(I will happily follow Nick’s lead in combining Adapted and Original; by this point in the year, the bulk of the film’s I’d even consider for the former category are the worst sort of placeholders)
Certified Copy, by Abbas Kiarostami
-For dealing with incredibly abstruse topics in a clearheaded way that leaves the film feeling heavy with meaning rather than simply pretentious.
Meek’s Cutoff, by Jonathan Raymond
-For finding a completely new story of the American West that is told with an immaculate eye for detail and a potent sense of history.
Rango, by John Logan and Gore Verbinski and James Ward Byrkit
-For whipping together a riff on two genres that reveals a deep knowledge of both, while being at times almost paralyzingly funny.
The Tree of Life, by Terrence Malick
-For studying the relationship of humans with the divine in whatever form it might take with respect and awe and elliptical subtlety as suits this most daunting of subjects.
Winnie the Pooh, by Stephen J. Anderson & Clio Chiang & Don Dougherty & Don Hall & Brian Kesinger & Nicole Mitchell & Jeremy Spears
-For answering the expectations raised by two children’s classics – the books, and the 1977 movie – with care and respect, but also a willingness to be of its own time as well, playing with ideas new to this incarnation.
Hanna (Alwin H. Küchler)
-For combining ragged industrial interiors, blinding snowfields, hazy deserts, and dreamy tableaux out of a fairy tale in one tightly controlled and highly consistent visual schema.
Meek’s Cutoff (Christopher Blauvelt)
-For the uncanny way he suggests the broad landscapes of the American West in a stuffy, cramped 1.37:1 frame that reminds us the suffocating sameness of travel across those same desolate landscapes.
My Joy (Oleg Mutu)
-For some of the most ecstatically unconventional compositions in recent memory, a vision of the world that is undeniably “realistic” but disorienting all the same, and the rock upon which the film is built.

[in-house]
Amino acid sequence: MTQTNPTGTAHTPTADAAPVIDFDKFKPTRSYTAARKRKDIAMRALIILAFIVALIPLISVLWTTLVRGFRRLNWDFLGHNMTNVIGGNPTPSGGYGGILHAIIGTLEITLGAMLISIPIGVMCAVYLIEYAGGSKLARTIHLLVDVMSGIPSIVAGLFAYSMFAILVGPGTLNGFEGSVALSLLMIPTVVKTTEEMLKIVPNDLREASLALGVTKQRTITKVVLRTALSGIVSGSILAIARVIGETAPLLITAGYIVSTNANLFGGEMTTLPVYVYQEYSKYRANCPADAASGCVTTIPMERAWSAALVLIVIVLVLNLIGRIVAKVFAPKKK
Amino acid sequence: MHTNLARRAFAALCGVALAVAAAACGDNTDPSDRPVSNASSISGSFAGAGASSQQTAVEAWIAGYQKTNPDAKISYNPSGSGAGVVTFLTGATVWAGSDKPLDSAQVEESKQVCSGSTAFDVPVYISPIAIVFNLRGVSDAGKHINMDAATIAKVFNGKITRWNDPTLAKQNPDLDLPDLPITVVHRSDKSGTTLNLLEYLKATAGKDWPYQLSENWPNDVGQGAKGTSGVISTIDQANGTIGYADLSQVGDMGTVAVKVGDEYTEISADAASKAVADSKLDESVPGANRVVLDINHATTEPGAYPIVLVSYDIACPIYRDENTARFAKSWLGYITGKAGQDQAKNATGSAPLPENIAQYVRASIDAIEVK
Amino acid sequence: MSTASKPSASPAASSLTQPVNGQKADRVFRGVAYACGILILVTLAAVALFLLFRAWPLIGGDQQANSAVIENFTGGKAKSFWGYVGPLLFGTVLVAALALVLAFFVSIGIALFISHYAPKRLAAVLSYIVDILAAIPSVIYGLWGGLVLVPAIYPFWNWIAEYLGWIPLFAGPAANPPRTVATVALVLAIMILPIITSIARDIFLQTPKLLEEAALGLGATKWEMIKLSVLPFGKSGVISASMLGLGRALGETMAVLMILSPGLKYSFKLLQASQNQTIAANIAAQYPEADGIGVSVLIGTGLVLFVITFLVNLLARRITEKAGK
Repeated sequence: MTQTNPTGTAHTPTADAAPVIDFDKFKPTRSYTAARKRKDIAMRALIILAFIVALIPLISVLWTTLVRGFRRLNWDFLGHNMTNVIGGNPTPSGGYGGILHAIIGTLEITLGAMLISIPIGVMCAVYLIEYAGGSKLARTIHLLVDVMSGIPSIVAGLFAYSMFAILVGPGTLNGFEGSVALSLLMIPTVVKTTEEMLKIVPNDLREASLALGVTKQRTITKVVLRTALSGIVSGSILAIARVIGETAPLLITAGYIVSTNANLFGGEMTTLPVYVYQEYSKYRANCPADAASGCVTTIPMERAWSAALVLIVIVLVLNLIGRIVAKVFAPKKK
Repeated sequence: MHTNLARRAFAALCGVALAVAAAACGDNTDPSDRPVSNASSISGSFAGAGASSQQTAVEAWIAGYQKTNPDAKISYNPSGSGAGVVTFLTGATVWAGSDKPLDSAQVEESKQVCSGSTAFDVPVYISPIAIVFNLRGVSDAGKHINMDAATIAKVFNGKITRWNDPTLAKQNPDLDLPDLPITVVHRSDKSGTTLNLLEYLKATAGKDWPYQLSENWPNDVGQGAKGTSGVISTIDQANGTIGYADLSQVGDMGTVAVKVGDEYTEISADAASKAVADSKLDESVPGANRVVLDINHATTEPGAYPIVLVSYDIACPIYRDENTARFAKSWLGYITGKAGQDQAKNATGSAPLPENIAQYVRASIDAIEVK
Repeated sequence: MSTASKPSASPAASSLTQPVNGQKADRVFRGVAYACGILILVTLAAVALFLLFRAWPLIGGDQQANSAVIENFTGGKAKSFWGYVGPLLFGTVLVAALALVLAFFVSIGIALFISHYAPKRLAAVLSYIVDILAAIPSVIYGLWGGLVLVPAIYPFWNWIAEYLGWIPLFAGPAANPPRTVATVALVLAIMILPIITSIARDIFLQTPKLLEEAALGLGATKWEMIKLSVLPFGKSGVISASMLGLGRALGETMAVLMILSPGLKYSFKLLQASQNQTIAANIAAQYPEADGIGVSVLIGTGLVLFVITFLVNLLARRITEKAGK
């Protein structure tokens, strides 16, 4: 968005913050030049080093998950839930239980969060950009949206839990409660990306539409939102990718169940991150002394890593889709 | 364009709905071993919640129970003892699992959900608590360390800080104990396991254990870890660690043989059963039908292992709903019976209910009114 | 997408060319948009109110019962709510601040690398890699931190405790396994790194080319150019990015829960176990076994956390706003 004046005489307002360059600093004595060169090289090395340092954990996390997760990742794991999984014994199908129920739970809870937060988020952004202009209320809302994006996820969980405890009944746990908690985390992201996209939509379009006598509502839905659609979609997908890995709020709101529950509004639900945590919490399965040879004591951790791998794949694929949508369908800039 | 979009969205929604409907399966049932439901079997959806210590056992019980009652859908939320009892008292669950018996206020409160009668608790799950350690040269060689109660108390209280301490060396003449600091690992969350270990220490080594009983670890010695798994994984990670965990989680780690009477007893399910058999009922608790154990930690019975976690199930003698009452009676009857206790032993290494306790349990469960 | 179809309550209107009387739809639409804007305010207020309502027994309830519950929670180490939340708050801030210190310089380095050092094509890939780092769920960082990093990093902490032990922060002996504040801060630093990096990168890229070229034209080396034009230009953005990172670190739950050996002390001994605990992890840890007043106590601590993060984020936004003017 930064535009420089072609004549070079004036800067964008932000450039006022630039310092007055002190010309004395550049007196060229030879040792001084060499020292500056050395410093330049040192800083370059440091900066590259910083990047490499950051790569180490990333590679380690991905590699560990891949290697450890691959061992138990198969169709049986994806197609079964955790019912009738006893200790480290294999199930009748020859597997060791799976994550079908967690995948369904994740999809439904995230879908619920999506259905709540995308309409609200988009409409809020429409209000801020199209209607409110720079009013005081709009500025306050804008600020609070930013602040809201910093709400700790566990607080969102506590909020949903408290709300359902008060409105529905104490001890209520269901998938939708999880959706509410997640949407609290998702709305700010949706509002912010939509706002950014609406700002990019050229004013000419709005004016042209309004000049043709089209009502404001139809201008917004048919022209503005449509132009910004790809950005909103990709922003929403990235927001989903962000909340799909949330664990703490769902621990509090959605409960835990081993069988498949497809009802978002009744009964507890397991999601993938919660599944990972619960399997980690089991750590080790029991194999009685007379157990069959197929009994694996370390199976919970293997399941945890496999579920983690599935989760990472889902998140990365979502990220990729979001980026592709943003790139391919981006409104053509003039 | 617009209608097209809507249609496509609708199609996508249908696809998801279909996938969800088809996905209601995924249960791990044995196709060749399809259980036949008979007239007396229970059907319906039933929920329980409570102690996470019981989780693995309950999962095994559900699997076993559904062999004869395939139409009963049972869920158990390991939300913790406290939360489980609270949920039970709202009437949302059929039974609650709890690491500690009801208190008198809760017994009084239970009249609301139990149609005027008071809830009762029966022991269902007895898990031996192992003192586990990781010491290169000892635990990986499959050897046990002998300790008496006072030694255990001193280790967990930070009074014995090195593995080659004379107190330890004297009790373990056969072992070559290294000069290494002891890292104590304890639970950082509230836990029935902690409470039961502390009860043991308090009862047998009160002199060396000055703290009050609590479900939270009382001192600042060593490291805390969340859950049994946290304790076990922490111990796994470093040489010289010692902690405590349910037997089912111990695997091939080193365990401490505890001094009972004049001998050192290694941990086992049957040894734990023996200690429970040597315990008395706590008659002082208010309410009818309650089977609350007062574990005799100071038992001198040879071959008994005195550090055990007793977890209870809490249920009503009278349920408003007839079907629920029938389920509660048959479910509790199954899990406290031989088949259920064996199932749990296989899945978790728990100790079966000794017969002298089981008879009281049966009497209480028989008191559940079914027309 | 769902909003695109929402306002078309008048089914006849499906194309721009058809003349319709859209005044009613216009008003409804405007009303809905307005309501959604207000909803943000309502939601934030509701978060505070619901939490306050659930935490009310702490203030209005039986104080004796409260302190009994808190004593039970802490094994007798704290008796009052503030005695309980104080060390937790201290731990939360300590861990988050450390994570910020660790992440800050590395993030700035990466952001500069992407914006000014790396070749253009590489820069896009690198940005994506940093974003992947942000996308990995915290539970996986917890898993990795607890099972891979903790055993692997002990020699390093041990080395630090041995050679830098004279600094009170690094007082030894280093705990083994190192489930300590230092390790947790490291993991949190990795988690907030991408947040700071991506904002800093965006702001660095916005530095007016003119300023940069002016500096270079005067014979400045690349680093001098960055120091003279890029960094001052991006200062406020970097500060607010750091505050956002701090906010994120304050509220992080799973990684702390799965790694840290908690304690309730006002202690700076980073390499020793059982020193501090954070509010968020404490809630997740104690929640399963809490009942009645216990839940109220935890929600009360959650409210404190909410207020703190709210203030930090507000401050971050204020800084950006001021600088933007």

The Tree of Life (Emmanuel Lubezki)
-For capturing the dusky nostalgia of Terrence Malick’s vision, creating a sublimely beautiful visual poetry that perfectly complements the impressionistic rendering of character and spirituality of the script.
Uncle Boonmee Who Can Recall His Past Lives (Yukontorn Mingmongkon & Sayombhu Mukdeeprom)
For depicting in visual language the point where the realms of the living and the dead mix and overlap, in the most evocatively gloomy jungle you could ever hope to see.
Crazy, Stupid, Love. (Lee Haxall)
-For mixing and matching locations and characters with a nuanced and deceptively cunning rhythm, and proving that the key to a great comedy is an ace editor to mange the beats.
Certified Copy (Bahman Kiarostami)
-For letting each moment linger just as long as it absolutely needs to, for a few seconds or a few minutes, and using each cut as a definite punctuation mark and not a way to pass the time.
Insidious (Kirk M. Morri & James Wan)
-For playing out the space between the “oh no” and “holy shit!” moments so essential to the creation of horror and tension with exquisite, perfect timing.
Source Code (Paul Hirsch)
-For moving so smoothly in and out of a myriad fictional realities and never letting the ticking-clock scenario slow down for even a second.
The Tree of Life (Hank Corwin/Jay Rabinowitz/Daniel Rezende/Billy Weber/Mark Yoshikawa)
-For preserving the abstraction of the film’s scenario without flying off into incoherence, while implying a relationship between events that makes sense on an intuitive, musical level rather than a descriptive one.